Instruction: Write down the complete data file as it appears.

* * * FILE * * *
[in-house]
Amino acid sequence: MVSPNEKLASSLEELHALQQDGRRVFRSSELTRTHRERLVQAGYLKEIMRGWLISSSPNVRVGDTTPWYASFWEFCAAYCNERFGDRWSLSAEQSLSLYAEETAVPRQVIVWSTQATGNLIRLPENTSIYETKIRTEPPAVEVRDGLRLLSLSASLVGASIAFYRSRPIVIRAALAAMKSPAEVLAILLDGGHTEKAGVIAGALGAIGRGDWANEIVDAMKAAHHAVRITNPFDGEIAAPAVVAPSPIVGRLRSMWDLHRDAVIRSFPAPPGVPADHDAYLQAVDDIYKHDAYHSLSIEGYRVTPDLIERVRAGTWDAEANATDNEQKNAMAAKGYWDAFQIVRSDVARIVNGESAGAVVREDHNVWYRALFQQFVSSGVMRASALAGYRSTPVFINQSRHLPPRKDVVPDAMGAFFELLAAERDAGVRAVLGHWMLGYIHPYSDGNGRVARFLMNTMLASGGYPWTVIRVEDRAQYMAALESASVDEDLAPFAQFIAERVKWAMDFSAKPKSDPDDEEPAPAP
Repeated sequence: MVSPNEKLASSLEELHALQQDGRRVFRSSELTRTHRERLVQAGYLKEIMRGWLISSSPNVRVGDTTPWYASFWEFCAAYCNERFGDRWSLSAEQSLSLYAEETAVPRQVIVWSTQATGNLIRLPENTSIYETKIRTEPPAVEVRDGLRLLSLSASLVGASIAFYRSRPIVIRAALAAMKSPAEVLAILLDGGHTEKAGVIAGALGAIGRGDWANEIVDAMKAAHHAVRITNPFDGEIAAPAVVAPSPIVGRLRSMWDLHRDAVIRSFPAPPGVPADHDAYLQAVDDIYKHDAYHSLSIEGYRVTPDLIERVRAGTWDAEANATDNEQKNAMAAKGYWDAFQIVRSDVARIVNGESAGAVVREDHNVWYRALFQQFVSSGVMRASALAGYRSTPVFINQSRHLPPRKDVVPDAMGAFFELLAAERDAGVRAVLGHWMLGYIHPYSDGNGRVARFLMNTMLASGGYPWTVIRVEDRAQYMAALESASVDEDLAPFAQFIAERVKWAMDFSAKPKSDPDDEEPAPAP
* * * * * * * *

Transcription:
[in-house]
Amino acid sequence: MVSPNEKLASSLEELHALQQDGRRVFRSSELTRTHRERLVQAGYLKEIMRGWLISSSPNVRVGDTTPWYASFWEFCAAYCNERFGDRWSLSAEQSLSLYAEETAVPRQVIVWSTQATGNLIRLPENTSIYETKIRTEPPAVEVRDGLRLLSLSASLVGASIAFYRSRPIVIRAALAAMKSPAEVLAILLDGGHTEKAGVIAGALGAIGRGDWANEIVDAMKAAHHAVRITNPFDGEIAAPAVVAPSPIVGRLRSMWDLHRDAVIRSFPAPPGVPADHDAYLQAVDDIYKHDAYHSLSIEGYRVTPDLIERVRAGTWDAEANATDNEQKNAMAAKGYWDAFQIVRSDVARIVNGESAGAVVREDHNVWYRALFQQFVSSGVMRASALAGYRSTPVFINQSRHLPPRKDVVPDAMGAFFELLAAERDAGVRAVLGHWMLGYIHPYSDGNGRVARFLMNTMLASGGYPWTVIRVEDRAQYMAALESASVDEDLAPFAQFIAERVKWAMDFSAKPKSDPDDEEPAPAP
Repeated sequence: MVSPNEKLASSLEELHALQQDGRRVFRSSELTRTHRERLVQAGYLKEIMRGWLISSSPNVRVGDTTPWYASFWEFCAAYCNERFGDRWSLSAEQSLSLYAEETAVPRQVIVWSTQATGNLIRLPENTSIYETKIRTEPPAVEVRDGLRLLSLSASLVGASIAFYRSRPIVIRAALAAMKSPAEVLAILLDGGHTEKAGVIAGALGAIGRGDWANEIVDAMKAAHHAVRITNPFDGEIAAPAVVAPSPIVGRLRSMWDLHRDAVIRSFPAPPGVPADHDAYLQAVDDIYKHDAYHSLSIEGYRVTPDLIERVRAGTWDAEANATDNEQKNAMAAKGYWDAFQIVRSDVARIVNGESAGAVVREDHNVWYRALFQQFVSSGVMRASALAGYRSTPVFINQSRHLPPRKDVVPDAMGAFFELLAAERDAGVRAVLGHWMLGYIHPYSDGNGRVARFLMNTMLASGGYPWTVIRVEDRAQYMAALESASVDEDLAPFAQFIAERVKWAMDFSAKPKSDPDDEEPAPAP